Virginia Republicans caused a little buzz when they chose to invoke a portion of the state's code that allows parties to ask primary voters to sign loyalty pledges. Before choosing in the March 6 GOP presidential primary, voters will have to promise they'll vote for the party's eventual nominee.
Arlington Democrats are requesting a similar oath for their late January voting. The caucus will hold a primary on two nights at the end of this month to pick a candidate to run for the Arlington County Board, which has a vacant seat now that Barbara Favola got elected to state senate.
Northern Virginia blog Ode Street Tribune has a copy of the oath on their site, which reads:
I certify that I am a resident of and registered to vote in Arlington County, Virginia; I am a Democrat; I believe in the principles of the Democratic Party; and I do not intend to support, endorse or assist any candidate who is opposed to a Democratic nominee or endorsee in the ensuing election.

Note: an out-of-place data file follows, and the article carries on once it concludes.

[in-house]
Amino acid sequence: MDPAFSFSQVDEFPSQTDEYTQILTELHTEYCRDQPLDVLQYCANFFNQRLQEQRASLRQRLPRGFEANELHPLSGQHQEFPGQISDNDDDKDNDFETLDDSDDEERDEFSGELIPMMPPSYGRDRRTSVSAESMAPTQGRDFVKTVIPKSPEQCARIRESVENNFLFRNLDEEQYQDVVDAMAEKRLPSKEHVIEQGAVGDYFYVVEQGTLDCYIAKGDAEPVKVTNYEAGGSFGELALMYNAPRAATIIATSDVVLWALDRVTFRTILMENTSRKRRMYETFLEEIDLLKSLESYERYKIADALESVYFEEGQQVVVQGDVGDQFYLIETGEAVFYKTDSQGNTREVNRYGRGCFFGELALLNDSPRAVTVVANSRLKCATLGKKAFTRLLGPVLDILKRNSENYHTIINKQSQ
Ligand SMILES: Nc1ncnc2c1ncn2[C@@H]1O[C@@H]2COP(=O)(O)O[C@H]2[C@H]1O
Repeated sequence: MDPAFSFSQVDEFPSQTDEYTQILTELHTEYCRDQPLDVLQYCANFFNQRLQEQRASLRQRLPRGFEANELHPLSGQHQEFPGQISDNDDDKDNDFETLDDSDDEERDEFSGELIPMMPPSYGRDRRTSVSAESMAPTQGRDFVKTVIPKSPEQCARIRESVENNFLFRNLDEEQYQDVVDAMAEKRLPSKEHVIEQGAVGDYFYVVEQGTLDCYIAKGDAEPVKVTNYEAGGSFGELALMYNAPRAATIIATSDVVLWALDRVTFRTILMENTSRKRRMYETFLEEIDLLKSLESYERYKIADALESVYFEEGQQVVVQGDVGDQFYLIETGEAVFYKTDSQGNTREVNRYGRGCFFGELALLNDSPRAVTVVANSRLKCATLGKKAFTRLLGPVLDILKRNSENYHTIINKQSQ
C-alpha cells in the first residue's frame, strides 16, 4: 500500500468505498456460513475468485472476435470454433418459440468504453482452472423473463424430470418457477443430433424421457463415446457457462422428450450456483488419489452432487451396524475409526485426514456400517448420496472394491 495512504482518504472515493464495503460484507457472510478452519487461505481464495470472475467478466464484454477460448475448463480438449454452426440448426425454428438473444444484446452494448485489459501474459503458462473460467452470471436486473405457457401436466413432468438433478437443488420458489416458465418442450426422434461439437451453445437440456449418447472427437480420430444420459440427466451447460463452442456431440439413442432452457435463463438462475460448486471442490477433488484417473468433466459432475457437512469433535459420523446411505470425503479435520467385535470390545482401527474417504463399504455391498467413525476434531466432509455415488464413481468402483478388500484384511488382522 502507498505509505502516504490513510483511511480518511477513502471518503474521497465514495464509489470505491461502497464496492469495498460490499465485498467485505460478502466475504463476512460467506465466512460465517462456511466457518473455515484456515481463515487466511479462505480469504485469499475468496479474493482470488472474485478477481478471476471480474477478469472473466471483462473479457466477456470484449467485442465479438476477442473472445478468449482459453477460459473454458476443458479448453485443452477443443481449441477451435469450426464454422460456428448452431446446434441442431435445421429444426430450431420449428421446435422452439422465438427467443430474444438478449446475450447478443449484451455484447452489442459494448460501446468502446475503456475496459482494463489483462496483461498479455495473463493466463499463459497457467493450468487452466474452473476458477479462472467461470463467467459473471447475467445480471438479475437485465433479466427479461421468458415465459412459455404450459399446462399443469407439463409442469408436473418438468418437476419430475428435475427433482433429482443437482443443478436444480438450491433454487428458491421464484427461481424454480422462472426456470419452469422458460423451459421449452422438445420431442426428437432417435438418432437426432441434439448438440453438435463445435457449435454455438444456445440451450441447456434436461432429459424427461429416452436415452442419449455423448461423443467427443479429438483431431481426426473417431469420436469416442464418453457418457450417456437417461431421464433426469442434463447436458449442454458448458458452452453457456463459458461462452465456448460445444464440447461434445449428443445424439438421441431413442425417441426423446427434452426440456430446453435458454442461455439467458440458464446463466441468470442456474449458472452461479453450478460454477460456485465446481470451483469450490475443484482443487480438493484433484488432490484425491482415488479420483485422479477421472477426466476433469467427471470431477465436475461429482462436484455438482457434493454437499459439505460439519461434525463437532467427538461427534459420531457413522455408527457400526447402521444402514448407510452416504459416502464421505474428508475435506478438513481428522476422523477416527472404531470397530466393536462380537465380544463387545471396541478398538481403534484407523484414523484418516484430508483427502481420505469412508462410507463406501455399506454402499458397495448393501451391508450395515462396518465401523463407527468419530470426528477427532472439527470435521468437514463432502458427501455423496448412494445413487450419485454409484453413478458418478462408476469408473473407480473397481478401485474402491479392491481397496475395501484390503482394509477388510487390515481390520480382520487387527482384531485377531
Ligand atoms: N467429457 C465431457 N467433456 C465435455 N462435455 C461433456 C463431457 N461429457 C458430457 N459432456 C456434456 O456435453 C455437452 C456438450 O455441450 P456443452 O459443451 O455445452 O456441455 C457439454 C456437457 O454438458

- Tim Kaine, Democrat hopeful for Virginia's U.S. Senate seat, has appointed women to a number of key appointments to his election team. The Richmond Time's dubbed the seven women plugged into key campaign posts the "Ladies of Kaine."
Among the appointments, field director Ally Coll, who helped run President Barack Obama's ground game in the 2008 Iowa presidential primary.
- In Maryland, labor unions are throwing their weight behind a same-sex marriage bill this year. The Washington Post reports that leaders from the SEIU and AFL-CIO in Maryland are helping to push the gay marriage agenda in the upcoming General Assembly with news conferences and a video campaign.
Labor organizer Ezekiel Jackson says in an internet video, “At 1199 SEIU, we support working families, not just certain families. That’s why bringing marriage equality to Maryland is important. It’s about making all families, including committed gay and lesbian couples, and their kids, stronger.”
- Elsewhere in Maryland, a perceived anti-incumbent sentiment has given rise to a clutch of political challenges this year, the Baltimore Sun writes.
From the paper: "Two Republican state senators, David Brinkley of Frederick County and Nancy Jacobs of Harford County, announced plans this week to run for the House of Representatives. A third, Democrat C. Anthony Muse of Prince George's County, is expected to toss his name in for the Senate on Thursday."
In public appearances, the candidates have collectively hammered at Washington dysfunction.
C. Anthony Muse is married to News4 anchor Pat Lawson Muse.